Paradigm shift—more than 85% of the world’s 250,000 species of flowering plant depend on pollinators for reproduction. This knowledge has led to protecting entire ecosystems rather than individual species.
Albert Einstein is claimed to have said: “If the bee disappears from the surface of the earth, man would have no more than four years to live.” (Quote Investigator). While it appears he did not actually ever say this, it is a remarkably prescient observation about the role that pollinators play in continuing the survival of plants.
While wind, water and explosive propulsion do work for some flowering species, the majority rely on animal pollinators. The co-evolution of pollinators with the plants they pollinate means that, in many cases, species may be pollinated by only a select few animals. Should the animals decline in population, so will the plants.
A recent example in New Zealand reminds us of this (Biello). The endemic flowering shrub Rhabdothamnus solandri, or New Zealand gloxinia, relies primarily on the bellbird (Anothornis melanura) and stitchbird (Notiomystis cincta) to pollinate its flowers. These birds have long beaks and tongues to access the long, tubular flowers of the shrub. However, the bellbird and stitchbird have recently become extinct on New Zealand’s North island. To investigate this impact on the flower, researchers conducted a study on three smaller offshore islands, where the birds were still present. The results were alarming – in the absence of the two birds on the North island, just 22% of of flowers produced fruit and had only 37 seeds per flower. This compares to the the islands that still have the birds, where they produced 232 seeds per flower and 58% produced fruit. In order to save this flower, we must also save the birds.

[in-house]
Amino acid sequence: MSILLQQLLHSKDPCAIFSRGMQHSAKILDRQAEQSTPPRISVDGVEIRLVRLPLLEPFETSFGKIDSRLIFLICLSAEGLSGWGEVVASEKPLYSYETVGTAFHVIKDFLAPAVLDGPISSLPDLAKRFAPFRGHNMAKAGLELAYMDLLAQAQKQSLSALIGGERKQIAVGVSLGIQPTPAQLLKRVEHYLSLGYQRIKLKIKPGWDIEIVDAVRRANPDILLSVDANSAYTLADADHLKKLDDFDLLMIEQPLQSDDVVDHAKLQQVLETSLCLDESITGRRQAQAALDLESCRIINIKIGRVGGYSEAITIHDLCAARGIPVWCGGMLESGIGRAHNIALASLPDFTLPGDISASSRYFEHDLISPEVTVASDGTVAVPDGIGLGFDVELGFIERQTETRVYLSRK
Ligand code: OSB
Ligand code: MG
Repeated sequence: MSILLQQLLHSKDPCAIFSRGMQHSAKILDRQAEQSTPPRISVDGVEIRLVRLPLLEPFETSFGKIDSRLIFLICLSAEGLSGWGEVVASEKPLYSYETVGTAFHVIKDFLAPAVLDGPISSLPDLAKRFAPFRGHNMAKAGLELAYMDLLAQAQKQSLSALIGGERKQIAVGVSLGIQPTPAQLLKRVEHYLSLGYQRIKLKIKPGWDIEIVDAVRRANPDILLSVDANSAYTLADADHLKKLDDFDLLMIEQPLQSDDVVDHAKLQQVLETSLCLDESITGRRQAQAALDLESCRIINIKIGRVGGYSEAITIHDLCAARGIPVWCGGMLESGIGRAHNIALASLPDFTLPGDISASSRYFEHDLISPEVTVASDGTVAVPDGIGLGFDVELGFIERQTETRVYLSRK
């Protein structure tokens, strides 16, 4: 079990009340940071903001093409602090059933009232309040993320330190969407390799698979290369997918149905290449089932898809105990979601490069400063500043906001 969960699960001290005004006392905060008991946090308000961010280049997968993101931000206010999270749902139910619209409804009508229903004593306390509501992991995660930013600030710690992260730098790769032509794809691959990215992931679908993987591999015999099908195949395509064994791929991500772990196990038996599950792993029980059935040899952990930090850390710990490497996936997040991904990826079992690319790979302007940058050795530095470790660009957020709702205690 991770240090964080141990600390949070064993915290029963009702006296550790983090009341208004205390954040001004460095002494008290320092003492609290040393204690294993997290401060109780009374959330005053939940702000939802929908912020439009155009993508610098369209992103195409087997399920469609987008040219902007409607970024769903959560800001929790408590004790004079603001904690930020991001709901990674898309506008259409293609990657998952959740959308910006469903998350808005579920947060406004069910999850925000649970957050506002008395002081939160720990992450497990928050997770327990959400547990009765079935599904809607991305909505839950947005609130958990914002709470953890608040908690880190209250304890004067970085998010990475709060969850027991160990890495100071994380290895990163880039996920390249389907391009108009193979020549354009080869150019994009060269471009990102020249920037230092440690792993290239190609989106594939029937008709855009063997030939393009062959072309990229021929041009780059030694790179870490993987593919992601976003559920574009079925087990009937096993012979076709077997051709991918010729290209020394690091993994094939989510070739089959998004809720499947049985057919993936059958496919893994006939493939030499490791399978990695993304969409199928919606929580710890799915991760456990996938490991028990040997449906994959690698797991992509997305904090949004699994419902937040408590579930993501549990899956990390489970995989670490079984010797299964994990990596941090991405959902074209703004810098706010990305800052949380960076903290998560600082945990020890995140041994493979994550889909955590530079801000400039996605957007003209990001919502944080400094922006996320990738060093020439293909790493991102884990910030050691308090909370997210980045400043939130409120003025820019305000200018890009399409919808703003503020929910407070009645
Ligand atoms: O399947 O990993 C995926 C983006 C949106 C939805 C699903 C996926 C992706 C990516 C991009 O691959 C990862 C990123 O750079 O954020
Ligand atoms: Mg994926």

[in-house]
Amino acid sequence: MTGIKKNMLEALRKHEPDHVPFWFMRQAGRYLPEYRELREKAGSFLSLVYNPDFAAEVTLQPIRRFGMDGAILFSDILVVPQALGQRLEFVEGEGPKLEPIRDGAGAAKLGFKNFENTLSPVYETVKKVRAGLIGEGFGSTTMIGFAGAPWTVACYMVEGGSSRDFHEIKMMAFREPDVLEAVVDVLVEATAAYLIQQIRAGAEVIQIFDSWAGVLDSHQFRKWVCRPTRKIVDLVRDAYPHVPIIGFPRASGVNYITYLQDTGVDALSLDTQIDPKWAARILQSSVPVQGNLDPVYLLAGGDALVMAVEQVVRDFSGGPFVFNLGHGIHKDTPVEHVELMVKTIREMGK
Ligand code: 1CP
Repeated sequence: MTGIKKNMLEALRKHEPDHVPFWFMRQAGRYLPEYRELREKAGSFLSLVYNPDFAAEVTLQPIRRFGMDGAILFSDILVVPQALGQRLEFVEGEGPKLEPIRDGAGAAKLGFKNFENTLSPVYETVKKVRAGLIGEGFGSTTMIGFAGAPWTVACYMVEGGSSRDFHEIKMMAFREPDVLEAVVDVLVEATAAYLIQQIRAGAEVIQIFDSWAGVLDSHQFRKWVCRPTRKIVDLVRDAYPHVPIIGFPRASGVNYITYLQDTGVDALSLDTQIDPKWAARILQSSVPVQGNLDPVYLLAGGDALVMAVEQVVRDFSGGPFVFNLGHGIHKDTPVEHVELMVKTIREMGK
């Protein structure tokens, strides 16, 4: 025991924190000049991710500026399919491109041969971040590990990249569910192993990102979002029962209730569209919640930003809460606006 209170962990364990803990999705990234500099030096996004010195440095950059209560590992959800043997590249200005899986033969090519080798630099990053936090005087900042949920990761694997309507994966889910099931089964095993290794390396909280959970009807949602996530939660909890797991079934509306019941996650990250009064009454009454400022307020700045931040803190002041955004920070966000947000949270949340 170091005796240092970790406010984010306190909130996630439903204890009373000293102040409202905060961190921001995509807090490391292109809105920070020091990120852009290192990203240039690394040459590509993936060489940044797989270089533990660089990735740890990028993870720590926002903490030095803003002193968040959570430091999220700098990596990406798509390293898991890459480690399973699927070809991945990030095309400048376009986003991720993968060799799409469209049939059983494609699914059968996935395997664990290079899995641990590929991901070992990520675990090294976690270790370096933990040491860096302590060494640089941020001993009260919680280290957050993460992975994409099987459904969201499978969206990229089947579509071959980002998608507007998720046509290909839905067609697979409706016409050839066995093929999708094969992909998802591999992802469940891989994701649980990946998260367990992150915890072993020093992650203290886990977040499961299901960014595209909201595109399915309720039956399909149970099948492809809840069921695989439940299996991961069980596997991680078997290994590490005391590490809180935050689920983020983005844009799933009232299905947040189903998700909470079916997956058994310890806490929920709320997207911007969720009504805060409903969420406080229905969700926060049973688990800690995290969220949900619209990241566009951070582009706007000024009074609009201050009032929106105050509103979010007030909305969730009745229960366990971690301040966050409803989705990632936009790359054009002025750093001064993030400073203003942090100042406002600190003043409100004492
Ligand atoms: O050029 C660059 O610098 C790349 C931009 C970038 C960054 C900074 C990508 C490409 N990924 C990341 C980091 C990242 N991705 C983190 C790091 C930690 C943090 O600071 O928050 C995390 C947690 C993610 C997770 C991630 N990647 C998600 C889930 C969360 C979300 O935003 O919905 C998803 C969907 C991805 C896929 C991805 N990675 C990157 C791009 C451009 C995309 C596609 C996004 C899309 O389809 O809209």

New Zealand Gloxinia – Rhabdothamnus solandri.
A paradigm shift represents a radical change in thinking based on new evidence. Understanding that protecting birds, for example, will also protect plants, is an important change in thinking from purely looking at the conservation of single species. Conservation methods that focus on ecosystems as a holistic unit reflect our increased understanding of the way animals and plants in particular are inter-related.
Biello, David. “For Want Of A Pollinator, A Flower May Be Lost–Or A Forest”. Scientific American. N. p., 2016. Web. 13 Oct. 2016.
“If The Bee Disappeared Off The Face Of The Earth, Man Would Only Have Four Years Left To Live | Quote Investigator”. Quoteinvestigator.com. N. p., 2013. Web. 13 Oct. 2016.
“T.E.R:R.A.I.N – Taranaki Educational Resource: Research, Analysis And Information Network – Rhabdothamnus Solandri (Taurepo) “. Terrain.net.nz. N. p., 2016. Web. 14 Oct. 2016.